Good Argumentative Essay About Major Concerns Of The Iconoclasts
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Iconoclasm Position Paper Arguing for the Iconoclasts
The use of images and iconic features to represent the images of gods and goddesses among Christians was a long cherished and held religious culture that permeated the early history of Christianity. In the theological history of Christianity, there was a raging debate and controversy between those who advocated for the destruction of images, the iconoclasts, and those people who called for the preservation and protection of religious images (the Iconodules). The purpose of this paper is to outline the major concerns of the two sides of the arguments that is, the Iconoclasts and Iconodules while briefly explaining the historical moment of the Byzantine Iconoclastic debate. I will then develop the major arguments in support of the Iconoclasts’ position.
The Iconoclasts were a group of Christian people between the periods between 1730 and 1843 who were opposed to the usage of symbols and iconic figures to represent Christ and His mother, Mary. They therefore vehemently opposed images representing the nature of God and hence advocated their destruction.
One of the concerns that these early Christian had over the use of symbols and icons was the exact kind of attitude that was to be given to these images relative to the real God and Christ. Most of them were concerned that the representation of holy being using images only served to belittle God and place him in the same status with idols.
Furthermore, the Iconoclasts advanced the argument that the use of icons and images in the place of God or Jesus Christ went against the clear intention and intendment of the second commandment of God given to the early Israelite Christians through Moses. These people also raised concerns over whether Jesus or God deserves to be represented in the form of images. According to them, the representation of God using images not only served to betray Him, but was also served to conceal rather than reveal the true nature and spirit of God and Jesus (Bremmer 13). Also in contention was the real meaning of an image in as far as it was used to represent Christ and God.
In addition to these, the Iconoclasts also questioned the extent to which the incarnation of God and Jesus formed a real picture of who they really were and whether in resurrection, Jesus would maintain the same form that He was being represented by images. Further, these people expressed concerns over the potentials and limitations of using human art and pictures to represent the supreme beings; they particularly questioned the wisdom behind such a venture. Additionally, the Iconodules were of the view that these images did not form the substance or prototype of the true symbol of Jesus, and His body which they argued was the bread and the wine. What is more, another question that remained unanswered and which remained a concern among most Iconoclastic proponents was the exact purpose and meaning of the images or icons. Also of concern was the exact number and kinds of images that could exist and be purported to reveal the true nature of Christ.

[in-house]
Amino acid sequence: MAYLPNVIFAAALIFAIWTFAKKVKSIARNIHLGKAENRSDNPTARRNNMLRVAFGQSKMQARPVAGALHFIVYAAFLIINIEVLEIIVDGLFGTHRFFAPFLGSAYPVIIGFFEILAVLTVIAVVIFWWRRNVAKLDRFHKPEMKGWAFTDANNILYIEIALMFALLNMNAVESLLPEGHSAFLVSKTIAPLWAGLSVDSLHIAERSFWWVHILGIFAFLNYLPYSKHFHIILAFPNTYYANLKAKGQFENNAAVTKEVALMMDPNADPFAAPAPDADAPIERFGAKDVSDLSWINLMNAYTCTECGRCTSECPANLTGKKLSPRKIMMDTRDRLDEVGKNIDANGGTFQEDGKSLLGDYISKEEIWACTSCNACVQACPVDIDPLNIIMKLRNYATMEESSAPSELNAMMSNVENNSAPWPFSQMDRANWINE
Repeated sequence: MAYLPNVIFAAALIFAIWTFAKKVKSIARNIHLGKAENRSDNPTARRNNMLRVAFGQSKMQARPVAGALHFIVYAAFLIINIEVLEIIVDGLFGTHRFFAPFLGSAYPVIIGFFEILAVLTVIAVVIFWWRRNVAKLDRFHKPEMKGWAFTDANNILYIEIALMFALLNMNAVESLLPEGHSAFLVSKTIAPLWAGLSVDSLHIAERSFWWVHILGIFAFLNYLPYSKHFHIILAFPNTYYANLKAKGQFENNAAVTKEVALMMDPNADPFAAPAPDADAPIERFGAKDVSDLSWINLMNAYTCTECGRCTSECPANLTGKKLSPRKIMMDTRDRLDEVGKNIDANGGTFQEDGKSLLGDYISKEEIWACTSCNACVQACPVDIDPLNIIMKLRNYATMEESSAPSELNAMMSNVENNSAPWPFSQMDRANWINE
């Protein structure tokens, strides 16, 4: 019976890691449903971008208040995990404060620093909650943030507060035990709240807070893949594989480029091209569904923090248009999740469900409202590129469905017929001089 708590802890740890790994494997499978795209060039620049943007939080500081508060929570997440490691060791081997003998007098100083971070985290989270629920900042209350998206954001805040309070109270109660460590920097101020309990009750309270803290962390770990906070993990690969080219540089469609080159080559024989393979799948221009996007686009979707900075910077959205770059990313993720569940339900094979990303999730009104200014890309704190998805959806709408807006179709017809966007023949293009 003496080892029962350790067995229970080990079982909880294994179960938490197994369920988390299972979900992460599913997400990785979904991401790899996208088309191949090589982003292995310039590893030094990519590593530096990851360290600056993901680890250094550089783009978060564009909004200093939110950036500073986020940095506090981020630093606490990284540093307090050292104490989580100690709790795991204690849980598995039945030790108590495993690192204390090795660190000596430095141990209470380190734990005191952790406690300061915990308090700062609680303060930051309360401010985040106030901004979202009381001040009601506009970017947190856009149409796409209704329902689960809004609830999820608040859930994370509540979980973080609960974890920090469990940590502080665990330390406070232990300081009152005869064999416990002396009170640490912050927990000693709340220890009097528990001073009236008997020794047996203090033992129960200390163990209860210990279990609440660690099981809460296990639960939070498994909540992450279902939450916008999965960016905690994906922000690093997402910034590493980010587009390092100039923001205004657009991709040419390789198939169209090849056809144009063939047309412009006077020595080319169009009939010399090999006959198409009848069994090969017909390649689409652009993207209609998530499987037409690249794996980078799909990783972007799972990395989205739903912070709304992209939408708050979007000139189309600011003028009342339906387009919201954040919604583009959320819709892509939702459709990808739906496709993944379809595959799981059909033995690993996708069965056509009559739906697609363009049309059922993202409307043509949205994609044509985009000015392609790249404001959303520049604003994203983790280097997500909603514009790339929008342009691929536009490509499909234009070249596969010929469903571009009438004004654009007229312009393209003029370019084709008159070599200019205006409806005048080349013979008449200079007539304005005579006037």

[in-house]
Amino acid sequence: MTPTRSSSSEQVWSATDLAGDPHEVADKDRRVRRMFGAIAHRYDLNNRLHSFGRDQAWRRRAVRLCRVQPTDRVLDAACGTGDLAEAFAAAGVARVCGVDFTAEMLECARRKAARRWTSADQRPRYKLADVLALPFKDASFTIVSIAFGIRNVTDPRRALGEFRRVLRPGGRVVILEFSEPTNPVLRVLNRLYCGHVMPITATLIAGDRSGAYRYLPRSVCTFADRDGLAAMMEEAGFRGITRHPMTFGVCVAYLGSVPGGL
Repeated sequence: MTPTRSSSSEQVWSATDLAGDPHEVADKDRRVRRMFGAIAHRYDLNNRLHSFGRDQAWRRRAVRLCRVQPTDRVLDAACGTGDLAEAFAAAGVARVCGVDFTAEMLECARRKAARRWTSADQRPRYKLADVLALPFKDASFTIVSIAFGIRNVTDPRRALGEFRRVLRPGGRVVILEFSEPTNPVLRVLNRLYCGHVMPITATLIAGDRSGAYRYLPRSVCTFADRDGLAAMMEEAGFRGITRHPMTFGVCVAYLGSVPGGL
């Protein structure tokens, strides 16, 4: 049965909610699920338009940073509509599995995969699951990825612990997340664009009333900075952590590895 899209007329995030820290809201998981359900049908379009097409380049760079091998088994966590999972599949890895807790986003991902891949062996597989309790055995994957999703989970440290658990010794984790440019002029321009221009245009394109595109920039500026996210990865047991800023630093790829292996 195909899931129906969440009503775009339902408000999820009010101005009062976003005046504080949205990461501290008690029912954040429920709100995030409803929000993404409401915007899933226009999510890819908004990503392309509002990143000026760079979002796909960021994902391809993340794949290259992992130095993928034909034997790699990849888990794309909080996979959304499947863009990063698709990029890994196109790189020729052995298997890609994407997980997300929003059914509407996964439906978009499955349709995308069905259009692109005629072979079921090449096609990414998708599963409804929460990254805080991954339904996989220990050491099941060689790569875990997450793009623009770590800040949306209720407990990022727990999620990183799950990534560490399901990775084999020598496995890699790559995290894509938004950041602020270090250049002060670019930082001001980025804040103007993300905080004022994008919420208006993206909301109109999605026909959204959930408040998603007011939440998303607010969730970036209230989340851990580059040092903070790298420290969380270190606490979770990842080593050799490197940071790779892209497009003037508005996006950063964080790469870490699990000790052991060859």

The Concerns by the Iconodules
The Iconophiles or the Iconographes were a group of Christians in early who loved and approved the use of images in representing both Christ and God the Father. They therefore championed for the preservation rather than the destruction of images that portrayed God and Jesus in different ways of expressing their true pictures. One of the most formidable advocates and proponents of the need to protect and preserve religious images was Theodore the Studite, John of Damascus and Patriarch Nicephorus. Concerned by the wave of destruction of their images about God, these Christians argue that Jesus was a true manifestation of God and hence it was justifiable to represent Him in image form so there could be a better understanding of His origins and nature and humans (Evans 96).
The Brief Historical Moment of the Byzantine Iconoclasts Debate
The Iconoclastic debate over the destruction of religious images is mainly attributed to Emperor Leo III, who ruled the Christian nation between the 1717 and 1741 (Deliyannis 560). He is believed to have ordered the destruction and replacement of all iconic figures in Byzantine Empire after an eruption that occurred in the land convinced him and his religious advisors that God was angered by the several images on the land; God was therefore manifesting his displeasure at these icons by passing judgment against them.
He therefore issued a decree in 1730 to the effect that all the iconic images of the land be brought down and those who supported their presence and preservation, the Iconodules, to face persecution and punishment despite protests from the Pope and Patriarch of Constantinople (Brown 11). His son, Emperor Constantine V who succeeded him in 1754 also made similar orders for he too was against the portrayal of religious Saints and Christ using icons and images. Then one important event occurred that helped fuel the controversy and debate over the two theological issues. Michael III, who ruled the Byzantine emperor as a minor through his regent, Theodore II appointed an Iconodule patriarch. This action was viewed by many Christians then as the restoration of the veneration of icons and is popularly known as The Triumph of Orthodoxy for having shaped the iconoclastic debate and controversy (Bremmer 9).